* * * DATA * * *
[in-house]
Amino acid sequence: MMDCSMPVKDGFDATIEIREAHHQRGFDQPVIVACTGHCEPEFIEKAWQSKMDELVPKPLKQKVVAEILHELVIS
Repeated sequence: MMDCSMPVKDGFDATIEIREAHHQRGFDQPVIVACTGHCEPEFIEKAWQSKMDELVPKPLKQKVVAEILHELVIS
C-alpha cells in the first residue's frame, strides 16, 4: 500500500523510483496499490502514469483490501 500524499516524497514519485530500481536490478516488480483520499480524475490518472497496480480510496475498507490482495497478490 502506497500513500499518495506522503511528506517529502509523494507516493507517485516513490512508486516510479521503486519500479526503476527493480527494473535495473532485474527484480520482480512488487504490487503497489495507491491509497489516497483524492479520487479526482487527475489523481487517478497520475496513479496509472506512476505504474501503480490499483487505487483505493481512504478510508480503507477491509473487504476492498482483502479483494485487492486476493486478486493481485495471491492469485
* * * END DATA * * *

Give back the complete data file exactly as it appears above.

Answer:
[in-house]
Amino acid sequence: MMDCSMPVKDGFDATIEIREAHHQRGFDQPVIVACTGHCEPEFIEKAWQSKMDELVPKPLKQKVVAEILHELVIS
Repeated sequence: MMDCSMPVKDGFDATIEIREAHHQRGFDQPVIVACTGHCEPEFIEKAWQSKMDELVPKPLKQKVVAEILHELVIS
C-alpha cells in the first residue's frame, strides 16, 4: 500500500523510483496499490502514469483490501 500524499516524497514519485530500481536490478516488480483520499480524475490518472497496480480510496475498507490482495497478490 502506497500513500499518495506522503511528506517529502509523494507516493507517485516513490512508486516510479521503486519500479526503476527493480527494473535495473532485474527484480520482480512488487504490487503497489495507491491509497489516497483524492479520487479526482487527475489523481487517478497520475496513479496509472506512476505504474501503480490499483487505487483505493481512504478510508480503507477491509473487504476492498482483502479483494485487492486476493486478486493481485495471491492469485